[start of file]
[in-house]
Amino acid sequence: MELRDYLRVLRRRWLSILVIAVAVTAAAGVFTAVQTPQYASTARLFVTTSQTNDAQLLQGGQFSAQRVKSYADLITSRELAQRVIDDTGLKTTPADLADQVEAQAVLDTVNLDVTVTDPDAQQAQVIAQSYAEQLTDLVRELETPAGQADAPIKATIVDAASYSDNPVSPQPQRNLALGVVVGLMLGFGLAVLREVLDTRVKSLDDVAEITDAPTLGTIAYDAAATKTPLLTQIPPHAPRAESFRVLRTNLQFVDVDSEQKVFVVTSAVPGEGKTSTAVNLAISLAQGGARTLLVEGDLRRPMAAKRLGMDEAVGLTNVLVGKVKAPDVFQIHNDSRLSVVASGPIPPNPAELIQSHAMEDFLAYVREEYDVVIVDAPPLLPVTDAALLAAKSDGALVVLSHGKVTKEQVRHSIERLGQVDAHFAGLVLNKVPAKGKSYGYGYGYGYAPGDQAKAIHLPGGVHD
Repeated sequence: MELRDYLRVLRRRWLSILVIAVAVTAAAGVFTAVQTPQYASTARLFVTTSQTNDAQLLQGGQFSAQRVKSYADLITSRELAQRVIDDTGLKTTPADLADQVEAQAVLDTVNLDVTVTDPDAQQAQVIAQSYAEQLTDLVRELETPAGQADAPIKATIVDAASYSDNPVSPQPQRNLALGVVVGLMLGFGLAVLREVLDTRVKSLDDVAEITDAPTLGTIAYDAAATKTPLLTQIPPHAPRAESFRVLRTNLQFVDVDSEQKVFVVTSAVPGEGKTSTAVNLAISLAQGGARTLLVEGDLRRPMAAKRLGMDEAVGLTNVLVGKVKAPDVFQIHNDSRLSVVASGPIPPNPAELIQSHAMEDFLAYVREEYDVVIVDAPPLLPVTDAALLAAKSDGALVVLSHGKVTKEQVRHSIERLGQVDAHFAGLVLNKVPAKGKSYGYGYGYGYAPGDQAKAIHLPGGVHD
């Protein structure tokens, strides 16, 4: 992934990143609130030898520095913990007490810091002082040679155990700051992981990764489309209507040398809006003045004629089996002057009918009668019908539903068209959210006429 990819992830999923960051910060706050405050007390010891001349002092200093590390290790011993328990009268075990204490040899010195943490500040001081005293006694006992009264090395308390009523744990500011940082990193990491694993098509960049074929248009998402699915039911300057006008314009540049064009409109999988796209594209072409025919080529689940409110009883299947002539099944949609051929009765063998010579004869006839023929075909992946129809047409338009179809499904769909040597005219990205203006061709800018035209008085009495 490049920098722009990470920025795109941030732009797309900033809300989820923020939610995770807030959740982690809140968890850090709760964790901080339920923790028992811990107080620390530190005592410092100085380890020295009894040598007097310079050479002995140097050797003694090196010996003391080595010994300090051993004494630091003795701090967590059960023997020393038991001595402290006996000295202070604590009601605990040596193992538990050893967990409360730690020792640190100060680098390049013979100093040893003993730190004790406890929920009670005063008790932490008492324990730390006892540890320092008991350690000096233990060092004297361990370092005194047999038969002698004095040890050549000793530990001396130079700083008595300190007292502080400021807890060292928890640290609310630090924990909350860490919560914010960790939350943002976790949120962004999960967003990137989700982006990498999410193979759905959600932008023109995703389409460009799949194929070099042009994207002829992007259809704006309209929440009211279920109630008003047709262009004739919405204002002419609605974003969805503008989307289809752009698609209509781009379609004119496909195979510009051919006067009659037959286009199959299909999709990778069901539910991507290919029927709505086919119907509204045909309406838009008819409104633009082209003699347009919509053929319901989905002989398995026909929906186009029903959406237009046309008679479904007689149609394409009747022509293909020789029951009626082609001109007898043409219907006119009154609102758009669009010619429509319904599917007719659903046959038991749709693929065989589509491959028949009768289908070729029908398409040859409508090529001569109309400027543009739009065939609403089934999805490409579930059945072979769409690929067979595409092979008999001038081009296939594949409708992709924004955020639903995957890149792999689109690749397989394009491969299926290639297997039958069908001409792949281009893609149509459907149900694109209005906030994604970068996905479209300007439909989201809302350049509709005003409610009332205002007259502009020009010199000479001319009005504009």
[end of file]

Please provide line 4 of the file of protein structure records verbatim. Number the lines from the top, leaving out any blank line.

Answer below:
């Protein structure tokens, strides 16, 4: 992934990143609130030898520095913990007490810091002082040679155990700051992981990764489309209507040398809006003045004629089996002057009918009668019908539903068209959210006429 990819992830999923960051910060706050405050007390010891001349002092200093590390290790011993328990009268075990204490040899010195943490500040001081005293006694006992009264090395308390009523744990500011940082990193990491694993098509960049074929248009998402699915039911300057006008314009540049064009409109999988796209594209072409025919080529689940409110009883299947002539099944949609051929009765063998010579004869006839023929075909992946129809047409338009179809499904769909040597005219990205203006061709800018035209008085009495 490049920098722009990470920025795109941030732009797309900033809300989820923020939610995770807030959740982690809140968890850090709760964790901080339920923790028992811990107080620390530190005592410092100085380890020295009894040598007097310079050479002995140097050797003694090196010996003391080595010994300090051993004494630091003795701090967590059960023997020393038991001595402290006996000295202070604590009601605990040596193992538990050893967990409360730690020792640190100060680098390049013979100093040893003993730190004790406890929920009670005063008790932490008492324990730390006892540890320092008991350690000096233990060092004297361990370092005194047999038969002698004095040890050549000793530990001396130079700083008595300190007292502080400021807890060292928890640290609310630090924990909350860490919560914010960790939350943002976790949120962004999960967003990137989700982006990498999410193979759905959600932008023109995703389409460009799949194929070099042009994207002829992007259809704006309209929440009211279920109630008003047709262009004739919405204002002419609605974003969805503008989307289809752009698609209509781009379609004119496909195979510009051919006067009659037959286009199959299909999709990778069901539910991507290919029927709505086919119907509204045909309406838009008819409104633009082209003699347009919509053929319901989905002989398995026909929906186009029903959406237009046309008679479904007689149609394409009747022509293909020789029951009626082609001109007898043409219907006119009154609102758009669009010619429509319904599917007719659903046959038991749709693929065989589509491959028949009768289908070729029908398409040859409508090529001569109309400027543009739009065939609403089934999805490409579930059945072979769409690929067979595409092979008999001038081009296939594949409708992709924004955020639903995957890149792999689109690749397989394009491969299926290639297997039958069908001409792949281009893609149509459907149900694109209005906030994604970068996905479209300007439909989201809302350049509709005003409610009332205002007259502009020009010199000479001319009005504009």